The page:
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Financially Troubled FHA Crowding Out Private Sector Mortgage Insurers, Witnesses Tell Subcommittee


Washington, Mar 13 -

Government backing for the Federal Housing Administration (FHA) gives it competitive advantages over private sector mortgage insurers, driving them out of the marketplace and leaving homebuyers with fewer choices, witnesses told the Financial Services Subcommittee on Housing and Insurance today.

These advantages are one reason why the FHA dominates the mortgage insurance market.  The FHA insured more than 57 percent of all insured mortgages in 2012, dwarfing the 18 percent share held by private mortgage insurers. 

The FHA’s single-family insurance fund insures more than $1 trillion worth of home mortgages but has a negative economic value of $16.3 billion, according to an actuarial report released last November.

“Because it is a government-backed entity, the taxpayers are, in fact, on the hook for over a trillion dollars worth of mortgages in this country,” said Subcommittee Chairman Randy Neugebauer (R-TX).  “You have an over trillion dollar entity that is backed by the American taxpayers that has a negative net worth.  Now any other company like that would be in bankruptcy or receivership.”

Wednesday’s hearing was the third in a series the Financial Services Committee is holding this year to examine the nation’s housing finance system.  Committee Chairman Jeb Hensarling (R-TX) announced in January that the hearings will focus specifically on the financially troubled FHA and the need to create a sustainable and competitive housing finance system. 

In the past few years, “FHA has dominated the mortgage insurance market due to housing policies and practices that provide competitive advantages to FHA while crowding out private capital,” Teresa Bryce Bazemore, president of private mortgage insurance company Radian Guaranty, Inc., said in testimony to the subcommittee.  These policies and practices “steer borrowers to FHA instead of bringing more private sector capital into the housing market.”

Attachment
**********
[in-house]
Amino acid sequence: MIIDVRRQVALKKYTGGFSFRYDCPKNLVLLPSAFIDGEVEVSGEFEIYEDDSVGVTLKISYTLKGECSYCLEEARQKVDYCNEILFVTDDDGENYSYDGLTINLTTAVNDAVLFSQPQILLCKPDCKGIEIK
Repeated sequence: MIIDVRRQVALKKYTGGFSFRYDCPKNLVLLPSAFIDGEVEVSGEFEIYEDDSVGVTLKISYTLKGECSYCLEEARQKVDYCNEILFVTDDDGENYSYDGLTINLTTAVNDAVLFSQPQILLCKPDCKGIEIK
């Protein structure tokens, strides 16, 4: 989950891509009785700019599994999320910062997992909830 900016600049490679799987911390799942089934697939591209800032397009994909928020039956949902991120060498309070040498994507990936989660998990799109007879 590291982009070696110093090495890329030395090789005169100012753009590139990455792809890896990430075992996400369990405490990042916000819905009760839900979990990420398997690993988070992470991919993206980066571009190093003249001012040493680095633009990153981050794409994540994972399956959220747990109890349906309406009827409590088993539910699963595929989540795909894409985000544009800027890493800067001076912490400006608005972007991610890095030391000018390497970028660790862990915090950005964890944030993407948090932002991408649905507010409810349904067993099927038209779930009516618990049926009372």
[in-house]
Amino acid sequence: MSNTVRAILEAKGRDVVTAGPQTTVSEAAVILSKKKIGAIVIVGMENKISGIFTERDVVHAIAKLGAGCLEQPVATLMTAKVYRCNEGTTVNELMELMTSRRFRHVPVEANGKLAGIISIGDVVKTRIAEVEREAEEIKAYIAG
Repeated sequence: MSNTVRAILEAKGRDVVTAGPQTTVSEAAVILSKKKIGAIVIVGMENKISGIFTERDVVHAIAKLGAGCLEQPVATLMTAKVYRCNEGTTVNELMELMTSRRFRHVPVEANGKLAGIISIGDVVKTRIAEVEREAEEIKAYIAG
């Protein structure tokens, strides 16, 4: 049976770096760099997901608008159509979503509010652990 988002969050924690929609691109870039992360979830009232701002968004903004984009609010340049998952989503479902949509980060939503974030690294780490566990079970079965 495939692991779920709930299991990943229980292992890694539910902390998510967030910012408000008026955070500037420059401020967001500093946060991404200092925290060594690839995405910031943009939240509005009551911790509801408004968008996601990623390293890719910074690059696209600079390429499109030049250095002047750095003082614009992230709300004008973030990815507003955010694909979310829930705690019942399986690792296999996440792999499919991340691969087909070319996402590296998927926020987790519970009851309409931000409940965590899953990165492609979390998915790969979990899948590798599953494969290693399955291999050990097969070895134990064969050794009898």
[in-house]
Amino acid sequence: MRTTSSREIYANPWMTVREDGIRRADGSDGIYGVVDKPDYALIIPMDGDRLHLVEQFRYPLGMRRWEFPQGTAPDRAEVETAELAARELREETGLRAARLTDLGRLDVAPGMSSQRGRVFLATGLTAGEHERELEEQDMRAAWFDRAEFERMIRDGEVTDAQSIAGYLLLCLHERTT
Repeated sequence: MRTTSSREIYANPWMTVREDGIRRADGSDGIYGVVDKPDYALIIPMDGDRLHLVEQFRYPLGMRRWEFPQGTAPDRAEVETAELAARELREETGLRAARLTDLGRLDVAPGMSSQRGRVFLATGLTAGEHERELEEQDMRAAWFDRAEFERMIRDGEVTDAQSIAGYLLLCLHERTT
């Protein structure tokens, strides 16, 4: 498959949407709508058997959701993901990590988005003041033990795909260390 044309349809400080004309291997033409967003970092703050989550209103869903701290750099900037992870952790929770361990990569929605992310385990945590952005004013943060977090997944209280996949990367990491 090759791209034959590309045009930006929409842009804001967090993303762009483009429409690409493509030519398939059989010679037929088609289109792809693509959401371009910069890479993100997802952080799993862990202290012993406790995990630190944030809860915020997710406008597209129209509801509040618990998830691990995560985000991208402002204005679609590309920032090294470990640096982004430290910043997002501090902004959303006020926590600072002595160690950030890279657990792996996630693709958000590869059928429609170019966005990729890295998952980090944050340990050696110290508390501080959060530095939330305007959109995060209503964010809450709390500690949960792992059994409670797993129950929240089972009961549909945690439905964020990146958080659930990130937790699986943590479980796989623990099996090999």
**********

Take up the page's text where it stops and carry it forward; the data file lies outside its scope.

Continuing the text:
Bazemore went on to say that “FHA reform should be undertaken with a view toward reducing the role of the federal government in the mortgage market, increasing the role of private sector capital, and preventing future taxpayer bailouts.  This necessarily includes scaling back FHA to its traditional role of supporting underserved borrowers and discontinuing housing policies and practices that provide a competitive advantage” over private mortgage insurance.

In his testimony to the subcommittee former Illinois Insurance Commissioner Nat Shapo argued that the FHA operates under “far less stringent standards” than private mortgage insurers.  Shapo said the FHA is not subject to state insurance regulatory oversight but competes with private insurers that are.

“It is operating in fundamental disregard for the basic principles of insurance solvency regulation, despite the clear suggestion to the public…that it follows such tenets,” Shapo told the subcommittee.

Stephen Stelmach of FBR Capital Markets and Co. told the subcommittee that “persistent regulatory uncertainty” has made investors hesitant to provide the mortgage insurance industry with needed capital. 

“In total, the mortgage insurance industry has attracted nearly $3 billion in new capital in the last 12 months,” Stelmach said.  He went on to note, however, this amount is “a far cry from the roughly $20 billion of capital” invested in the industry a few years ago.

The FHA not only competes unfairly with private insurers, it is also a risk to taxpayers, subcommittee members said. 

An independent actuarial review released last November revealed the FHA’s single-family insurance fund is on the verge of requiring its first-ever taxpayer-funded bailout.  That review showed the fund has a negative economic value of $16.3 billion. 

In its budget proposal released last year, the Obama Administration estimated the FHA would need a bailout of $688 million.  The FHA was able to avoid that bailout when it received $1 billion from last year’s mortgage servicing settlement to plug the projected shortfall. 

However, many industry analysts believe that the Obama Administration’s fiscal year 2014 budget proposal — which the President failed to submit by the statutory deadline — will include another multi-million dollar draw from Treasury to bail out the FHA.